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Lung Cancer

You have two lungs and they are located in your chest inside your ribcage. Your lungs bring oxygen into your body and pass it into your blood and remove carbon dioxide. Air passes from your nose and mouth into your windpipe (trachea). Your windpipe divides into two airways called the right and left bronchus, and one goes into each lung. Each bronchus divides into smaller tubes called bronchioles. These lead to air sacs called alveoli. This is where oxygen filters into and carbon dioxide filters out of your blood.

lung cancer

Lung cancer is the uncontrolled growth of cells in the lungs. This creates a lump (tumour) that can be either malignant (cancerous) or benign (not cancerous).

Lung cancer can start in the lining of your bronchi or your lung tissue – this is known as primary lung cancer. Cancer that has spread to the lungs through your bloodstream or your immune system from another part of your body is known as secondary lung cancer.

There are two main types of lung cancer: non-small-cell (NSCLC) and small-cell (SCLC).

Non-small-cell lung cancer

About eight in 10 primary lung cancers are diagnosed as NSCLC. There are three types of NSCLC.

  • Squamous cell carcinoma is the most common type of lung cancer and affects the bronchi.
  • Adenocarcinoma mainly affects the outer part of your lungs and is the most common lung cancer in women and non-smokers.
  • Large cell carcinoma can affect any part of the lungs and occurs in about one in 10 of all lung cancers.

It’s not always possible to identify the exact type of NSCLC you have and you may be diagnosed with ‘undifferentiated’ NSCLC. This won’t make any difference to your treatment as all NSCLC is treated the same way (see Treatment of lung cancer).

Small-cell lung cancer

This type of lung cancer starts in the smallest cells in your lungs – usually in the cells lining your bronchi. It can develop very fast and spread to other parts of the body very early – often before it’s been diagnosed. For this reason SCLC can be difficult to treat.

 

 

Most people with lung cancer have no early symptoms at all, but others may have:

  • a cough – this can come on gradually
  • a change in a cough you have had a long time – for example if you smoke, a constant dry cough may become chesty
  • blood-stained phlegm (sputum)
  • shortness of breath
  • loss of appetite
  • weight loss
  • tiredness

Less common symptoms include:

  • swelling of your face or neck
  • a hoarse voice
  • chest or shoulder pain
  • broadening or thickening of the tips of the fingers (called clubbing)

These symptoms aren’t always caused by lung cancer but if you have had them for longer than three weeks, see your GP.

Your GP will ask you about your symptoms and examine you. He or she may also ask you about your medical history. Your GP will usually refer you to a hospital for a chest X-ray.

If your chest X-ray shows signs of lung cancer, you will usually be referred to a doctor who specialises in chest disease.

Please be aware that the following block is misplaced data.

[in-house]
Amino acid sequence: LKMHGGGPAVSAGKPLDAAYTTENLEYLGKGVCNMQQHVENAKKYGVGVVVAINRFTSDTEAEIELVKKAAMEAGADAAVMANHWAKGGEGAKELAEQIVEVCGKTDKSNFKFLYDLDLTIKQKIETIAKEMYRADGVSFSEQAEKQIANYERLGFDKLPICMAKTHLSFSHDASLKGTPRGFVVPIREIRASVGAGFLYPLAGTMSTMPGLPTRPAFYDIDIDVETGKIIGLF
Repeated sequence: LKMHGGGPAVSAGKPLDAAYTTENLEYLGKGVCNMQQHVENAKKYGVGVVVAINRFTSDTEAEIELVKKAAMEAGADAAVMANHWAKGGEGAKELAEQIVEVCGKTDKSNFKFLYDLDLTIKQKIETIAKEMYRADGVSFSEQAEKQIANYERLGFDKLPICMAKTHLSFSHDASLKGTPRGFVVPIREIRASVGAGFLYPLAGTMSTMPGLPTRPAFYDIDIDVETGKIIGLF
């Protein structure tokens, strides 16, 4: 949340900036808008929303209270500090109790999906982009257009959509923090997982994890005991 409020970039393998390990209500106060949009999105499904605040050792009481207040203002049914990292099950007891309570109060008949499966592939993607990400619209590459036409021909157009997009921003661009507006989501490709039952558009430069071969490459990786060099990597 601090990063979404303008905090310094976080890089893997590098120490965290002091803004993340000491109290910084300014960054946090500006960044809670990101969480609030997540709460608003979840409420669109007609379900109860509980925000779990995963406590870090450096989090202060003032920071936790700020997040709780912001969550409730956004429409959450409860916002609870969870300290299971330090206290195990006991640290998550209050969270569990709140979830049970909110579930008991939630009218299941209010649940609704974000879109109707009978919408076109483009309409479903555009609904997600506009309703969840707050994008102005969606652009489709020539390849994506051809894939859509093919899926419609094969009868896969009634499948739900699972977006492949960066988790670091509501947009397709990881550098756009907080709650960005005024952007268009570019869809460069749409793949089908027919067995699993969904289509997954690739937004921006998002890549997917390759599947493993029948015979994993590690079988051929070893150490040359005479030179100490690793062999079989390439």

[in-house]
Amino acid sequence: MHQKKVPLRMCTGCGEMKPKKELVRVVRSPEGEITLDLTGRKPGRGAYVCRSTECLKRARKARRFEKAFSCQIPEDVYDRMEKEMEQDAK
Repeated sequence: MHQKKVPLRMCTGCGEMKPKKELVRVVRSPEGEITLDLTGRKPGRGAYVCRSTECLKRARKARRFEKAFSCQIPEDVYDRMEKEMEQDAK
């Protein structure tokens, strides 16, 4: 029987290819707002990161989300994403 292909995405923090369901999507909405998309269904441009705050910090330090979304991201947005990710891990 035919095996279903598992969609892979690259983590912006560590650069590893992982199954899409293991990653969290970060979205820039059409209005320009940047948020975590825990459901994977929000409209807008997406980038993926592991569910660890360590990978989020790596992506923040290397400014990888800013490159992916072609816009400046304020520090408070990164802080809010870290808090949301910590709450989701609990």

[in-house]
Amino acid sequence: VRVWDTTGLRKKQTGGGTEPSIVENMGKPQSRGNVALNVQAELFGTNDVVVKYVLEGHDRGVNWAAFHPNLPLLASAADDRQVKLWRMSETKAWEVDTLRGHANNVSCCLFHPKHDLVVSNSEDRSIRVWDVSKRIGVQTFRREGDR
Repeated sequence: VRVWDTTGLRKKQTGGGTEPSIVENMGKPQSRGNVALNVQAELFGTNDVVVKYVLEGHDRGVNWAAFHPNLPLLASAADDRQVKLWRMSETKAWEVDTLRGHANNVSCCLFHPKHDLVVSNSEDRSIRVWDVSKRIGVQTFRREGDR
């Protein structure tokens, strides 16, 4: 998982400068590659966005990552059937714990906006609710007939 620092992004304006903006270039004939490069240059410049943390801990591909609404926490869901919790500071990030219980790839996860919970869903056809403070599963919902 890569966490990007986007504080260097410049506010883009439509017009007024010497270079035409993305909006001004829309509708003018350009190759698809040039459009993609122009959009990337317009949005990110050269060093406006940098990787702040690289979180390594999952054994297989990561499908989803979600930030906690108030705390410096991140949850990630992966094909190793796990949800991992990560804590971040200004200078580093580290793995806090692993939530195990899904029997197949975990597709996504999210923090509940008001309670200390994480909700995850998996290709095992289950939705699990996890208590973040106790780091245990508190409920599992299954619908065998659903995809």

You may have the following tests to confirm diagnosis, find out the type of cancer you have and if the cancer has spread (this is called cancer staging).

  • CT scan. This uses X-rays to make three-dimensional images of part of the body.
  • Bronchoscopy. This is a procedure used to look inside your lungs. A narrow, tube-like, telescopic camera is passed down your windpipe into your lungs. Your doctor may remove a sample of tissue (a biopsy). This will be sent to a laboratory for testing to determine the type of lung cancer

Smoking is the major cause of lung cancer, causing around nine in 10 lung cancers. Passive or second-hand smoking (breathing in other people’s smoke) is also linked to lung cancer.

Other factors that make lung cancer more likely include the following.

  • Exposure to asbestos.
  • Exposure to high levels of radon gas, a naturally occurring radioactive gas.
  • Not enough fruit and vegetables in your diet.
  • Previous lung disease.
  • A weakened immune system, for example if you have HIV/AIDS.

Treatment of lung cancer depends on the type of cancer, how far it has spread and your general health.

SCLC is usually treated with chemotherapy because it has often spread by the time it’s diagnosed. NSCLC may be treated with surgery, chemotherapy, radiotherapy, laser treatment, or a combination of these methods. Your doctor will discuss your treatment options with you.

Non-surgical treatments

  • Radiotherapy uses radiation to destroy cancer cells. A beam of radiation is targeted on the cancerous cells, which shrinks the tumour.
  • Radiotherapy is commonly given with chemotherapy, particularly in SCLC.
  • Chemotherapy uses medicines to destroy cancer cells. It’s the main treatment in SCLC but can also be used in NSCLC. You may have it before or after surgery or with radiotherapy.
  • Biological therapies are medicines that use substances occurring naturally in your body to kill cancer. The substances are manufactured so that they can be used in larger quantities to fight cancer. These include erlotinib (Tarceva), gefitinib (Iressa), cetuximab (Erbitux), and bevacizumab (Avastin).
  • Radiofrequency ablation (or laser therapy) is when a high-energy beam of light is used to destroy cancer cells. It’s suitable if you have early stage NSCLC or you don’t want or can’t have surgery.
  • Photodynamic therapy is when light-sensitive medicines are injected into your body and absorbed by the cancer cells. A low-powered laser is used to activate the medicines. This treatment is suitable if you have small early stage NSCLC, or when you don’t want or can’t have surgery.

Surgery